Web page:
The expedition may ne a success, but Safe Passage is the true success.  For the past 17 years, Safe Passage has worked with the children and families of the Guatemala City garbage dump.  While almost 50% of Guatemalan children aged 5 and under are malnourished, the rate at Safe Passage is zero!  Parents and grandparents are learning to read and write and some are starting small businesses so that they no longer have to scavenge in the garbage dump to support their families.  In Guatemala only 10% of the population has graduated from high school, but at Safe Passage 40% are graduating.  Our graduates get good jobs and earn five times the average family income.  Through education, it is possible to break the cycle of chronic poverty.  Thank you Hanley Denning for your wisdom and persistence in founding such a remarkable organization!
Date: January 26, 2016                                               Restart Paddle Day: 57    Paddle Day:144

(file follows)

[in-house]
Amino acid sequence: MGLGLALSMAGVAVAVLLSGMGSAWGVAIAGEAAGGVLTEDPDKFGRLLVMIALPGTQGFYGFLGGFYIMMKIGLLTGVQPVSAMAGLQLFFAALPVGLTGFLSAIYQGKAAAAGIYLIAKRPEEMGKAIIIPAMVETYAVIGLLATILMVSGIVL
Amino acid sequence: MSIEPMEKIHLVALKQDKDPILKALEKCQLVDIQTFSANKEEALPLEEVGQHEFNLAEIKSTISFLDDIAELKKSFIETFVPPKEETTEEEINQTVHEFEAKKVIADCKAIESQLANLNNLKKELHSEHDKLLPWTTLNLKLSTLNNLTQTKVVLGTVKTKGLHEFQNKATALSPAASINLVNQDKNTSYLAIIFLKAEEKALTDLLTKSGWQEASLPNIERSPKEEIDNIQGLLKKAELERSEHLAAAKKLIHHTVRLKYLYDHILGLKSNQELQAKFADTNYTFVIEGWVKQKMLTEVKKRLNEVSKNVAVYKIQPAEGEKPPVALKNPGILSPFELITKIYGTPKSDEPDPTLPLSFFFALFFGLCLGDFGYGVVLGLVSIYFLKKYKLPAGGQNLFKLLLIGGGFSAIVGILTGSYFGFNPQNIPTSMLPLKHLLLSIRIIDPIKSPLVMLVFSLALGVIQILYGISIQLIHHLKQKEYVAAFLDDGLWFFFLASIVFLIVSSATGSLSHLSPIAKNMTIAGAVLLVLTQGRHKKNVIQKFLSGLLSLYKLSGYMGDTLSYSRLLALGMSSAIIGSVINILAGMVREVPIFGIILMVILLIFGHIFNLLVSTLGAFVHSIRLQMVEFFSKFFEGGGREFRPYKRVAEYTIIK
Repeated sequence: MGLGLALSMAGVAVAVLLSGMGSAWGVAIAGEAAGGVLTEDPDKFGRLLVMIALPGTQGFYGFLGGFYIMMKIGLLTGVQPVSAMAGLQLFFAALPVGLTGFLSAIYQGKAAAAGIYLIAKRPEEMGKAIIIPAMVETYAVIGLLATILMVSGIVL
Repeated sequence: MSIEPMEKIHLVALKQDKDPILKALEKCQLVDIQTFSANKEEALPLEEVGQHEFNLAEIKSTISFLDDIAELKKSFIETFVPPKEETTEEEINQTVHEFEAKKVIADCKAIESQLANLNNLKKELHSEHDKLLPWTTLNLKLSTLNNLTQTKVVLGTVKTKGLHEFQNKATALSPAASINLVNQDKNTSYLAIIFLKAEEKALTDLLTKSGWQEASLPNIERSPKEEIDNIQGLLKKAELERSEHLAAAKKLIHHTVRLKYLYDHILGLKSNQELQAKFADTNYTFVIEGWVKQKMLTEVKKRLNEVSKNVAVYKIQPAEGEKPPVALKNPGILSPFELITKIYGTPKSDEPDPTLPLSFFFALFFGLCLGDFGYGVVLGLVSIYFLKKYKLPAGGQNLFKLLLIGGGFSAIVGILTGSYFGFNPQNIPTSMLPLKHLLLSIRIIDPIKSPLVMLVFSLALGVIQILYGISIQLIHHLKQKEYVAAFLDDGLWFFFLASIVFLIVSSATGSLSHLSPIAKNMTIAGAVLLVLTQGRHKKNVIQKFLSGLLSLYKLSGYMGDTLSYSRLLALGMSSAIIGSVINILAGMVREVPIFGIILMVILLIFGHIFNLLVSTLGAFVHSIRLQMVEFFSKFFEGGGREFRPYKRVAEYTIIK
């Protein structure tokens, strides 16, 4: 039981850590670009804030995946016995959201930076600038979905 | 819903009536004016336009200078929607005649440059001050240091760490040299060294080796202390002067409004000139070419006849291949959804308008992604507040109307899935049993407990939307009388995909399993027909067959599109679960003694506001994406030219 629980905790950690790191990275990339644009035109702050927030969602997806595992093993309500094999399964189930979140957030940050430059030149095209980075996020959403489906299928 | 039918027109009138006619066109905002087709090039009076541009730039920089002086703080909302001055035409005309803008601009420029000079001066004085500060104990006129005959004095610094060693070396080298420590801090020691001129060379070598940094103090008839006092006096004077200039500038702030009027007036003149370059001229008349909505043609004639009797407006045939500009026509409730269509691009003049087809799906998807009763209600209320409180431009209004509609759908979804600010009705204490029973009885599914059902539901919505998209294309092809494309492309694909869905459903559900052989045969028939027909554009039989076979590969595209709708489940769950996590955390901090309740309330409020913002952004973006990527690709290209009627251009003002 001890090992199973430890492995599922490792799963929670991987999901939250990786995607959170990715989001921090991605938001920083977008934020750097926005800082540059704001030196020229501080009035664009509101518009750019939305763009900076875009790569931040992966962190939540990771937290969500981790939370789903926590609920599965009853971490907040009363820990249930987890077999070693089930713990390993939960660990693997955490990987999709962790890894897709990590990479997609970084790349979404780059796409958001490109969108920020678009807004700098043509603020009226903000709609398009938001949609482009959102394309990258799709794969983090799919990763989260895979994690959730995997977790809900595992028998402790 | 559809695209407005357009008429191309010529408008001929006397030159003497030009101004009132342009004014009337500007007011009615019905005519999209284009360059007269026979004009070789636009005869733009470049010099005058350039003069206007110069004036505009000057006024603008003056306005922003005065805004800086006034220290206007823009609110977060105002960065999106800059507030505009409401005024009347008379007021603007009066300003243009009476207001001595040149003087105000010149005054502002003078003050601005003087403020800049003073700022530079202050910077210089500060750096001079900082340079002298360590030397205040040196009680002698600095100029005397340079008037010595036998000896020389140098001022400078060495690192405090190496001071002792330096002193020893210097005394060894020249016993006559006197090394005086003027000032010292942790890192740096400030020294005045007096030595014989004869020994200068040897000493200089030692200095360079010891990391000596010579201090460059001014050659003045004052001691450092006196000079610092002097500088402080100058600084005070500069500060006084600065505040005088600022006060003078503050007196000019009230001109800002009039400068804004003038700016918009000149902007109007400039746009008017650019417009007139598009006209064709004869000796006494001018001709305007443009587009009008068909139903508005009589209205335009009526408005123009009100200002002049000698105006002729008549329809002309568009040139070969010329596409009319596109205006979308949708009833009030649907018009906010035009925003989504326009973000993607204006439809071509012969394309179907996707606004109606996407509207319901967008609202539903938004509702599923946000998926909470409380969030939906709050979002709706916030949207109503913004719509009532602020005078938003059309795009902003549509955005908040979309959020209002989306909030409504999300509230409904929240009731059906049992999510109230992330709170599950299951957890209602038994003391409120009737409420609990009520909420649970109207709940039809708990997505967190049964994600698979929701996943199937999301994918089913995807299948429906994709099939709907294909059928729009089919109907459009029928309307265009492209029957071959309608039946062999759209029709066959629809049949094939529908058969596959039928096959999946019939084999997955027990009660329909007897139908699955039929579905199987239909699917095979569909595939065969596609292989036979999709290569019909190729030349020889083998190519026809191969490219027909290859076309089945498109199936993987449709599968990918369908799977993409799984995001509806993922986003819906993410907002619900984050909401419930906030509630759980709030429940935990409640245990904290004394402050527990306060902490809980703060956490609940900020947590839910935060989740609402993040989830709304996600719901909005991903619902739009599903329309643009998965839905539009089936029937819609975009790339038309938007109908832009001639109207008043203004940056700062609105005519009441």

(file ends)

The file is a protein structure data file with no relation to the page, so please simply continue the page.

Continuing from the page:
Start location: Big Coppitt Key, FL                              Launch time: 8:00 AM
End location:  Key West                                              Land time: 1:00 PM
Average speed: 3.1 mph                                              Max Speed:  5.1 mph
Miles: 12.4
Total expedition miles with kayak and bike: 2503        Motor-portage miles: 404
Sailing Miles: 1025                                                      TOTAL Expedition Miles: 3528
Kayak Storage: Chris Percival
Host: Ruth Montegue


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  3. Wow😆so proud of you! It was awesome meeting you in the Sapelo Sound in Georgia. You are an inspiration that we can all be the face of change. Grateful that you stopped by Bird Island and worked so hard for others - surpassing your goals.